Fame Studios' Studio B control room

Having been in continuous service since it opened, Fame Studios in Muscle Shoals, Alabama, recently completed an update of its control room of Studio B with structural changes, new equipment and ATC SCM45A monitors.

Built in the 1960s by Rick Hall, Fame Studios in Muscle Shoals, Alabama, was the first and most prominent studio to curate the Muscle Shoals Sound, a unique and ultimately ineffable combination of country, gospel, rock, and soul. Listed in the US National Register of Historic Places. The studio hosted Aretha Franklin, Clarence Carter, Otis Redding, Wilson Pickett, Gregg Allman, and countless others who shaped the face of modern music.

Rick Hall built Studio B in 1967 in response to overwhelming demand for time in Studio A. Early incarnations of what would become The Allman Brothers Band put Studio B through its paces immediately after its completion. Hits recorded in Studio B include ‘Hey Joe’ by Wilson Pickett and ‘Greenwood Mississippi’ by Little Richard. Studio B also hosted Jimi Hendrix, who recorded the song ‘Mojo Man’ here.

‘Fame’s Studio B is one of the finest live rooms anywhere,’ says Grammy Award-winning producer and engineer Glenn Rosenstein, who has worked with the likes of U2, George Clinton and Talking Heads. ‘I discovered this about a year-and-a-half ago, when I was cutting vocals in B with Whitney Woerz for my record label, 600 Volt/Sony. Rodney [Hall, Rick’s son, who handles Fame operations] dropped in, I told him I was getting some of the best vocal sounds I had ever heard, despite the fact that the control room equipment was average. How was this gem of a studio not being used more frequently?’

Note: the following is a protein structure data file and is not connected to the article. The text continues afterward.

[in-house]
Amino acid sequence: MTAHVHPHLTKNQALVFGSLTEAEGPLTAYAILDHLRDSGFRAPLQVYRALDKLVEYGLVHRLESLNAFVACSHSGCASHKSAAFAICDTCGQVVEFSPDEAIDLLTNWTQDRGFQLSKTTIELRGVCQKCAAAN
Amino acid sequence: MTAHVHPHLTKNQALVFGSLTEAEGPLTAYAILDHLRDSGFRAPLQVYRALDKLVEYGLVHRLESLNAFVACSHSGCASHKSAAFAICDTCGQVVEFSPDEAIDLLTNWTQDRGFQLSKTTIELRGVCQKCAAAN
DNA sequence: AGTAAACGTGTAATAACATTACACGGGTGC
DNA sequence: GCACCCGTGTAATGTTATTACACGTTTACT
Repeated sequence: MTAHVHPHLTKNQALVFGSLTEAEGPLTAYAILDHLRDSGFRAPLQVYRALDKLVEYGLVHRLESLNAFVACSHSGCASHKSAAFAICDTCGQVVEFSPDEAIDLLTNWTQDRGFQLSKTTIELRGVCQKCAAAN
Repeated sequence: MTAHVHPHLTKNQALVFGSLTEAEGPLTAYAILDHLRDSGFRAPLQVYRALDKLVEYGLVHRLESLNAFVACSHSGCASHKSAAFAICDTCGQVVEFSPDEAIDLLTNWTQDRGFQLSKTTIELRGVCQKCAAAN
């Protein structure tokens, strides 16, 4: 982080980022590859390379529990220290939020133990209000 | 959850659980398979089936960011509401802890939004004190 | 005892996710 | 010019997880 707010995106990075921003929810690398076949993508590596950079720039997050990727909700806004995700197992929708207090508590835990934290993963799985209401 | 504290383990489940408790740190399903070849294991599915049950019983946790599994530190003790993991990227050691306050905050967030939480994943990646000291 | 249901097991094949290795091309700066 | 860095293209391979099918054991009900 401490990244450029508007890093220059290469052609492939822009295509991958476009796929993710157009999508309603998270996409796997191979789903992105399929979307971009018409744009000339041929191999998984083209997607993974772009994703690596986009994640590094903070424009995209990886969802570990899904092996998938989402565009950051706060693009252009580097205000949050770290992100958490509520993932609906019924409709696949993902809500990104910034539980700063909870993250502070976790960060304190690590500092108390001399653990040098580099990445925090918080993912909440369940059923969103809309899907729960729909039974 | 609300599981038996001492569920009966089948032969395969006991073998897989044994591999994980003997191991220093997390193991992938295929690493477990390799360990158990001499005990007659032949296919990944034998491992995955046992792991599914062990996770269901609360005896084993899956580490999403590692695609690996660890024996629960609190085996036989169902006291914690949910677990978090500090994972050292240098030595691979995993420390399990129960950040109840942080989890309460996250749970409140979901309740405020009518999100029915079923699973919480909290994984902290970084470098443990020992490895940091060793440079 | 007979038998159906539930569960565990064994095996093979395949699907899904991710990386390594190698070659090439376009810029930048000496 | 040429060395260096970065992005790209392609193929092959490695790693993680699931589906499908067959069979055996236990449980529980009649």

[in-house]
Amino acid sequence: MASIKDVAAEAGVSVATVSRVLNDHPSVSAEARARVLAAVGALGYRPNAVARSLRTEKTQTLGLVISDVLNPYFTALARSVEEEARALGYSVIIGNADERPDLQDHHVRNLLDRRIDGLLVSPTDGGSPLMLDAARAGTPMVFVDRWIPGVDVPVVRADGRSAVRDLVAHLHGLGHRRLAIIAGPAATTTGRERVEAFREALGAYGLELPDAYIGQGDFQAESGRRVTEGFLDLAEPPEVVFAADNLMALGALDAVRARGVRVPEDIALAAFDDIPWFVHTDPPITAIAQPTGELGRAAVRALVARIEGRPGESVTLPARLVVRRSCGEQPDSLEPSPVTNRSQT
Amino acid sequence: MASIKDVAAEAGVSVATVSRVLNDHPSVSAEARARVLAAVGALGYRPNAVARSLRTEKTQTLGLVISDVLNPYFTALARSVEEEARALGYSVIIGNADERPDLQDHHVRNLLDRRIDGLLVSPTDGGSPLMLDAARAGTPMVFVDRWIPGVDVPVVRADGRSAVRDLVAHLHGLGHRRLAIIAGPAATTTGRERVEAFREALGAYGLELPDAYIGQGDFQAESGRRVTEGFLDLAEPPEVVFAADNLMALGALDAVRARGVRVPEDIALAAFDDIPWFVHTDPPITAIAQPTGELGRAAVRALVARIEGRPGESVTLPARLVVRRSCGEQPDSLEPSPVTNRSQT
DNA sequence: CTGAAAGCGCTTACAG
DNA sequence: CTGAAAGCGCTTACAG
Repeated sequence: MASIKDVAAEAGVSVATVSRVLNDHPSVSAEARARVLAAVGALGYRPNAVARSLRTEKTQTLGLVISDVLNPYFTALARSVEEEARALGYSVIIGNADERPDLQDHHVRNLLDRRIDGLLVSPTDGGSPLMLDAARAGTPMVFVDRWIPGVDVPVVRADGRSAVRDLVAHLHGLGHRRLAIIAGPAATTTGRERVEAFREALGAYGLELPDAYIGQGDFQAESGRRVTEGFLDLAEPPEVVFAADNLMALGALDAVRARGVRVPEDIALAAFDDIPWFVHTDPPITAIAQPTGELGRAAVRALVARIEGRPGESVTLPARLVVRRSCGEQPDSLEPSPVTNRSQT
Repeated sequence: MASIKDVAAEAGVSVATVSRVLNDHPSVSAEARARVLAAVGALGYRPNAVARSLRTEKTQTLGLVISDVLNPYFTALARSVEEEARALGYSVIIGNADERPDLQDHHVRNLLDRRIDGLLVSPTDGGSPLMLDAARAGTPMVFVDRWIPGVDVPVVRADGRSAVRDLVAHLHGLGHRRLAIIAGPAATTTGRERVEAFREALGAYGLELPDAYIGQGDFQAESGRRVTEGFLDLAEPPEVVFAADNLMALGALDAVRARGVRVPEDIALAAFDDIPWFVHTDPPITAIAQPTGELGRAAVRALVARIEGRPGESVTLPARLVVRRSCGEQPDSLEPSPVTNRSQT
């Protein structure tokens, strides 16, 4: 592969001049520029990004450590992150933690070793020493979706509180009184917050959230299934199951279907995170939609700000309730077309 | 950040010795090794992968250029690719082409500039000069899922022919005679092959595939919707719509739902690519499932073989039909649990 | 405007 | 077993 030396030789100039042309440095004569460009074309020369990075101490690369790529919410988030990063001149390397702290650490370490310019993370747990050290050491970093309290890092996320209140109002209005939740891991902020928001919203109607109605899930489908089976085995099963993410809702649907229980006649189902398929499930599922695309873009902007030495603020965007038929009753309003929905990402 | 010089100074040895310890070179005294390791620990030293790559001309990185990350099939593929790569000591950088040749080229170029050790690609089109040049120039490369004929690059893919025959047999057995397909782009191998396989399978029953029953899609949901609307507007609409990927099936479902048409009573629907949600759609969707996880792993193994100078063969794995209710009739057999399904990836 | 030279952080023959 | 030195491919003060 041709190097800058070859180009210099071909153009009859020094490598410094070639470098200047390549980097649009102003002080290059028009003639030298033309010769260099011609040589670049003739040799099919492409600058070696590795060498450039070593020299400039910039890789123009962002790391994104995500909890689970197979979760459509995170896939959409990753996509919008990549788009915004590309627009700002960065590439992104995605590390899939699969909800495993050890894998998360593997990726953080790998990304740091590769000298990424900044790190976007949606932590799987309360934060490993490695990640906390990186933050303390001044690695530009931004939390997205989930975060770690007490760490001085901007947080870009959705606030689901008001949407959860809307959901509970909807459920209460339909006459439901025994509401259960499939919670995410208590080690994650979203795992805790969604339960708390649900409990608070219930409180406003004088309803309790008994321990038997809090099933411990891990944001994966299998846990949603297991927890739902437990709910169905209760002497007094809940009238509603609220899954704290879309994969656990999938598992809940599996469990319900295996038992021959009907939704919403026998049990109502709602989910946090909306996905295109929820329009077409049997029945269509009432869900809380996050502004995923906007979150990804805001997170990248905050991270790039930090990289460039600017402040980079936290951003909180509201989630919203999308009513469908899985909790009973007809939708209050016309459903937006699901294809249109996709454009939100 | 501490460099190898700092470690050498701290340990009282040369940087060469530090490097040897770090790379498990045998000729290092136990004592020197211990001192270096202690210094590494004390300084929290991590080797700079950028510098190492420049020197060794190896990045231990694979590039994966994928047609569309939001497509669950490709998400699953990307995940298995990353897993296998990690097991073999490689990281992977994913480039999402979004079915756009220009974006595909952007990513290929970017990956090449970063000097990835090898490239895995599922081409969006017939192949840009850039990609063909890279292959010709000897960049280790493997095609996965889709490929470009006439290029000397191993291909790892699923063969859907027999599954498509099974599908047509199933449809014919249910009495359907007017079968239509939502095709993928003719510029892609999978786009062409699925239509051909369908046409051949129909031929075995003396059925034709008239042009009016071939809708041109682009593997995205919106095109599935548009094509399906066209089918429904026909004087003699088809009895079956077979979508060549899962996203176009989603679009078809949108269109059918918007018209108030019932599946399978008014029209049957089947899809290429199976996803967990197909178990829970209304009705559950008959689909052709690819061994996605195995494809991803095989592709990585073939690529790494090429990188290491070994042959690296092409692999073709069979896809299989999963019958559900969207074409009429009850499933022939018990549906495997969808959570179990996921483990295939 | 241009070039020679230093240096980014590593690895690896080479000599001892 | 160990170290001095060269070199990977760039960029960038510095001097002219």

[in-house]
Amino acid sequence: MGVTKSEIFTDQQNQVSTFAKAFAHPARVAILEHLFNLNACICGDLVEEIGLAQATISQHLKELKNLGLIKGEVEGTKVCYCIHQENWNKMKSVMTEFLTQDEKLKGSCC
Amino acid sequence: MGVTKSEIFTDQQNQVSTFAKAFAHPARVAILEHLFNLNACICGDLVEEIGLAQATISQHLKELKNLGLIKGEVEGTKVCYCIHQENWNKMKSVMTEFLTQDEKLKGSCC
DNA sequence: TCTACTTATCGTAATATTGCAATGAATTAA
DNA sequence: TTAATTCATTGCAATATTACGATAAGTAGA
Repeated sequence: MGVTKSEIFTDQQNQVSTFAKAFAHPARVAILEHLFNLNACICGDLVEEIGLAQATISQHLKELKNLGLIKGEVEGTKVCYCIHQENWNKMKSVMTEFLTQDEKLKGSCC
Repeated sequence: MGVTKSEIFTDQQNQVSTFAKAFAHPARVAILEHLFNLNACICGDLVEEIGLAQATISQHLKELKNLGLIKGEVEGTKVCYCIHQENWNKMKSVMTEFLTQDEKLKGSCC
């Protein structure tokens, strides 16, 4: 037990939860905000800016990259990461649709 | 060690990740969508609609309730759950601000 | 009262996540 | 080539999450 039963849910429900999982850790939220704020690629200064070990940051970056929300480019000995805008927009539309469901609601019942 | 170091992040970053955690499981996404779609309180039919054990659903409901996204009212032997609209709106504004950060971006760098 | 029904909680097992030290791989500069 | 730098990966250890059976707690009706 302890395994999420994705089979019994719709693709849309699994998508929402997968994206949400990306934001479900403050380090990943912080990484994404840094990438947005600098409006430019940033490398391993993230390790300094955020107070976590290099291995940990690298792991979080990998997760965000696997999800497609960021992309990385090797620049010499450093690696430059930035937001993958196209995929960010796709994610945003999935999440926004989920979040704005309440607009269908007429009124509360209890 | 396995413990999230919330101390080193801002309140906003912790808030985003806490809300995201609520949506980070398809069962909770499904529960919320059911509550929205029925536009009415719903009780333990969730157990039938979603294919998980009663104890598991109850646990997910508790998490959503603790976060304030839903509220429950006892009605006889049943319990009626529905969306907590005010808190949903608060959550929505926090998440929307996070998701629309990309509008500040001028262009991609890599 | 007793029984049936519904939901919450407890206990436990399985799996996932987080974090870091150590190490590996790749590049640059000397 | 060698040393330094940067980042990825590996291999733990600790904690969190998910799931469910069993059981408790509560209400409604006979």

Despite the fact that Rosenstein has a studio in Nashville and two home studios near Muscle Shoals, he felt compelled to partner with Rodney Hall and Fame to help bring Studio B to the glory it deserved. ‘The control room was small and needed to be refreshed,’ he says. ‘Its original UA console had been loaned to the Alabama Music Hall of Fame, and there was a control surface in its place. The next thing I knew, Rodney and I were pulling down walls to expand the size of the control room. We contacted Paul Savasta at Odyssey Pro Sound to broker our console purchase – he found us Stevie Ray Vaughan’s SSL 6000 E Series. We are in the process of restoring the original UA console to serve as a sidecar. Most importantly, we didn’t touch the live room.

‘It was like archeology, pulling off walls that had been built on top of walls. Many of the surfaces hadn’t been exposed in over 50 years. There were a lot of smart design elements that we used to our advantage, and the room now competes with the best of modern acoustic design.’

‘I’ve had people ask what my dad think of this renovation… I’m sure he’d love it,’ Shaw says. ‘He was always changing things, always updating equipment and aesthetics. We even outfitted a private lounge attached to the control room that had previously been a tape vault. So, it’s got a really cool vibe. You can hang out in there with the Otis Redding masters.’

The choice of monitors was not a difficult one for the team: ‘I’ve used virtually every high-end monitor available, and ATCs always speak to me,’ Rosenstein says. ‘In this room, we’re treading lightly on the shoulders of greatness – if we’re going to equip the studio with the kind of gear that represents that kind of legacy, then ATC monitoring was a natural choice.

‘I know that ATCs are an amazing draw that make a clear statement about the caliber of this room. Moreover, we were careful not to pigeonhole Studio B in any particular genre. We wanted a fully-modern room capable of delivering on the Muscle Shoals sound, sure, but also on anything else – EDM, pop, country, you name it. ATCs cut across genres because they reveal a true picture of the work.

‘To go from being a young fan of the Muscle Shoals sound to now having some partnership in its most iconic studio… I never would have guessed that would be possible. But here we are, and here we go.’

More: www.transaudiogroup.com

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